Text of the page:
The popular story has Chiti being traded to the Mets for a player to be named later, with that PTBNL ending up being Chiti himself, but I’ve seen enough inconsistencies in that story to wonder if it’s technically true. It’s certainly true that the Mets got Chiti from the Indians and then sent him to the Indians AAA team after it was decided that he wasn’t the Mets’ solution behind the plate.

There are no baseball cards which show Chiti as a Met; in fact, his 1962 card shows him with a blacked-out cap and listed with the Cleveland Indians, a team he never played for (Zero-year card!). I’m thinking I might add that card to my collection as an unofficial Mets card. With the wood grain border and Chiti’s blank cap, it would certainly fit in with the rest of my Mets team set.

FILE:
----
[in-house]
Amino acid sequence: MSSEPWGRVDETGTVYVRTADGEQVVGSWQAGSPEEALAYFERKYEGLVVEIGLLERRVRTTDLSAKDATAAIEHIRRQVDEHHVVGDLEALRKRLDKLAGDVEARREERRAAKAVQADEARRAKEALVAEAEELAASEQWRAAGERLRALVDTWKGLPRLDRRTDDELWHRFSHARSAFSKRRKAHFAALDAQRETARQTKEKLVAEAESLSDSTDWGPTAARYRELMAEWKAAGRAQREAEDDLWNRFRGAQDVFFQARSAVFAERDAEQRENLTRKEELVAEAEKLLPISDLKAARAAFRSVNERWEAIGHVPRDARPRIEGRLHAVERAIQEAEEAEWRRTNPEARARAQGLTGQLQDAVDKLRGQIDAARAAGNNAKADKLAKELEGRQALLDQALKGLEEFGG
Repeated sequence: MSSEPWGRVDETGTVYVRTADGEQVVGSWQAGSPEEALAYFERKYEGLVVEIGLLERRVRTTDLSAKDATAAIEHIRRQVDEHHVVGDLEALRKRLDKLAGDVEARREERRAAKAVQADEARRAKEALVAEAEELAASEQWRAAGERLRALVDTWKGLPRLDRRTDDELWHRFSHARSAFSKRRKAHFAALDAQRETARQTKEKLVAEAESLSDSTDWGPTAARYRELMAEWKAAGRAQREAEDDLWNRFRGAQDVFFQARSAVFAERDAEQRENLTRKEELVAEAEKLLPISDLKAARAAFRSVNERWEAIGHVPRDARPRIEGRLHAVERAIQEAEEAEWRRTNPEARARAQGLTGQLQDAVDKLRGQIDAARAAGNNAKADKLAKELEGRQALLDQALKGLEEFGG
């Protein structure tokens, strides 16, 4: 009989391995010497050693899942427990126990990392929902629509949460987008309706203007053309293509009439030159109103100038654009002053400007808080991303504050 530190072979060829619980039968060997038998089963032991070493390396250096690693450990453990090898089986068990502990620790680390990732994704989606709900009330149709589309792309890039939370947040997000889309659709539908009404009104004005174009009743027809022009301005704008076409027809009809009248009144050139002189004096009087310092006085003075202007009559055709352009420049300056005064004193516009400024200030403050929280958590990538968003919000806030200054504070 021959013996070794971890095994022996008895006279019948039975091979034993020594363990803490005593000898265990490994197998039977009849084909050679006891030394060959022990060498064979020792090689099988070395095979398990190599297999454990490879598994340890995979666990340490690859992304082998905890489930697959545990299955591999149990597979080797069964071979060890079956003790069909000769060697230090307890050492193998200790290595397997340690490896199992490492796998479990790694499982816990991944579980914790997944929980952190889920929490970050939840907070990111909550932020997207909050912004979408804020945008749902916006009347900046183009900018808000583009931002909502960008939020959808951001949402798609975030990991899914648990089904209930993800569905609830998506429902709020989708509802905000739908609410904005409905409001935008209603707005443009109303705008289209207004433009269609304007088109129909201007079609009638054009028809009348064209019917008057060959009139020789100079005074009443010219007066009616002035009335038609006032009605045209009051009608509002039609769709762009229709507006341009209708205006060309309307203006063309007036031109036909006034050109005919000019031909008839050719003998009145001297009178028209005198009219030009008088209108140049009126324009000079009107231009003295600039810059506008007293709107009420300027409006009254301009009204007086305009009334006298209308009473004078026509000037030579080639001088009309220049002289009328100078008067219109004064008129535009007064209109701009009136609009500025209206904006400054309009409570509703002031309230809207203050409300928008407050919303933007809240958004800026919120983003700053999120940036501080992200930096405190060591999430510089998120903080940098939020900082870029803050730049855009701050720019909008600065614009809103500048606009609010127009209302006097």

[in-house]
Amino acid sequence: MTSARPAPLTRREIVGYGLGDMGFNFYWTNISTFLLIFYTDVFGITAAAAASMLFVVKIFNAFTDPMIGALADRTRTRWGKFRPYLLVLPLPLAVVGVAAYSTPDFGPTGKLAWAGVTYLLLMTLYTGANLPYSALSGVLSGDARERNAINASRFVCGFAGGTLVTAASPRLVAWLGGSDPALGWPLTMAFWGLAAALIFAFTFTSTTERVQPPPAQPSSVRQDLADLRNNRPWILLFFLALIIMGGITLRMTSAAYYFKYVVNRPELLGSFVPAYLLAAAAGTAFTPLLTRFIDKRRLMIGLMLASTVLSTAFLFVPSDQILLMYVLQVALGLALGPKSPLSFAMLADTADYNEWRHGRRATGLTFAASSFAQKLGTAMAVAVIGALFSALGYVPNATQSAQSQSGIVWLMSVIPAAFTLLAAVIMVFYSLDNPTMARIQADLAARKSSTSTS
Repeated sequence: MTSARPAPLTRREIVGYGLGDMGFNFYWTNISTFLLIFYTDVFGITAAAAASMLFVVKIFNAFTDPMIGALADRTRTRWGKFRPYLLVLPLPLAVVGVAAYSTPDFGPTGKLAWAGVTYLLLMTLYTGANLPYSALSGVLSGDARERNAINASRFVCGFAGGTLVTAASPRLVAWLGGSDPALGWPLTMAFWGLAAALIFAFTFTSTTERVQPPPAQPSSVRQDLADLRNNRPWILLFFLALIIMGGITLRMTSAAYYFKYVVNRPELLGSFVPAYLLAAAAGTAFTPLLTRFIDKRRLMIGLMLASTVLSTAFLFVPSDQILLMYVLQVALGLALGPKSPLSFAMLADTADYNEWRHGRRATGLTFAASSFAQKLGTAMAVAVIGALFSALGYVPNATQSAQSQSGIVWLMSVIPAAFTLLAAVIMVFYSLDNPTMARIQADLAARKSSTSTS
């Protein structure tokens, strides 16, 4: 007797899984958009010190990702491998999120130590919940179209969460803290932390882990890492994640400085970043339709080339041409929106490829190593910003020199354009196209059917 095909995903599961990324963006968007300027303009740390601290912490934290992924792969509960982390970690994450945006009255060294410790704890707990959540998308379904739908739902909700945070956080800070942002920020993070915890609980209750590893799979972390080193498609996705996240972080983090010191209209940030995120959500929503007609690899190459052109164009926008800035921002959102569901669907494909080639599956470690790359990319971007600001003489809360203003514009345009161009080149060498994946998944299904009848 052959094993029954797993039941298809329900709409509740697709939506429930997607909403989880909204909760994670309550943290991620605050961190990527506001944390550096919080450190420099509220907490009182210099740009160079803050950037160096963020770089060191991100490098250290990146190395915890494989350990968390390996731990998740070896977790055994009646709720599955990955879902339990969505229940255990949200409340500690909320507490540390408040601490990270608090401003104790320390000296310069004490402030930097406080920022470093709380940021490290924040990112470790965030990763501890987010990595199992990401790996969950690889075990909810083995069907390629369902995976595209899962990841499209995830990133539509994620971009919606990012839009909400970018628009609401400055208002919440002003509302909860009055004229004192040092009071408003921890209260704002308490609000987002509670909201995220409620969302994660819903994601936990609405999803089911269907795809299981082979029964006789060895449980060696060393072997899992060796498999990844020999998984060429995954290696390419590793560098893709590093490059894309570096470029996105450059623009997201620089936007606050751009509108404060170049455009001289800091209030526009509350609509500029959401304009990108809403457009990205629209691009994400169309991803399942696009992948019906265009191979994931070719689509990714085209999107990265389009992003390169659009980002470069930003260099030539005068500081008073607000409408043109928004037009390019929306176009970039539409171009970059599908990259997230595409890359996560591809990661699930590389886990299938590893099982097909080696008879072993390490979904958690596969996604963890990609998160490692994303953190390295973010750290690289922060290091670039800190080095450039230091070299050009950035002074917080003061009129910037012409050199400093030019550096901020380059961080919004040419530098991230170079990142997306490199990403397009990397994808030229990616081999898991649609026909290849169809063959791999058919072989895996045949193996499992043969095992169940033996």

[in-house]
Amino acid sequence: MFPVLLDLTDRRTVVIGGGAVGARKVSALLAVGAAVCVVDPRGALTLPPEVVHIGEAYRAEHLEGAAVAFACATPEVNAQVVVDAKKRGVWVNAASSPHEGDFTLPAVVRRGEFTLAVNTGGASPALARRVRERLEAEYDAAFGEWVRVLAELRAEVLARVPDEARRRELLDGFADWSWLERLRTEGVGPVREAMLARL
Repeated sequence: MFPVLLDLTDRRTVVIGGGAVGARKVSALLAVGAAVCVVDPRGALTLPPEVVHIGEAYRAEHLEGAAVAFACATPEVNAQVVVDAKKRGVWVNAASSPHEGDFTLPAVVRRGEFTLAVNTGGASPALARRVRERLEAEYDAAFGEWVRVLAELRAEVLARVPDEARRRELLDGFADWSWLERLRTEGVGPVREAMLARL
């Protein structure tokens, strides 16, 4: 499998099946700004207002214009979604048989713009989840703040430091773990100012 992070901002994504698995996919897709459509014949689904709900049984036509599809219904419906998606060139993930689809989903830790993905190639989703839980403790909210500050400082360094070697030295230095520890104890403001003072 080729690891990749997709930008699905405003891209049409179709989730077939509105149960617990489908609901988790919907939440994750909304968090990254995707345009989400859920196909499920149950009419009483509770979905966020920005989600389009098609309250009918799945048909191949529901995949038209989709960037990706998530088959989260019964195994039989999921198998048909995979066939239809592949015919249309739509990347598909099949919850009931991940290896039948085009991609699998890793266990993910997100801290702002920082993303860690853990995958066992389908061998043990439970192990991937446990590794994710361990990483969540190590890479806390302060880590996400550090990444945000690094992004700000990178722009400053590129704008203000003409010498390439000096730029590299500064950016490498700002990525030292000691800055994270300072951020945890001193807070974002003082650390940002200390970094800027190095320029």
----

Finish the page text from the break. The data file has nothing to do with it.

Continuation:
This post kinda sorta fell together, and while I was wrapping things up I realized that none of the three players featured had been acquired in the expansion draft, and that two of the three had played in the American League the previous season; these two facts are not completely unrelated, as the player pool for the expansion draft consisted only of National League players.  Also because of the NL-only draft, the majority of the players came on the 1962 Mets roster came from National League teams.

Maybe next time – which I promise you will be sooner than two months – I’ll focus more on players taken in the draft.

My Latest Vintage Project: A 1961 “Mets Prequel” Team Set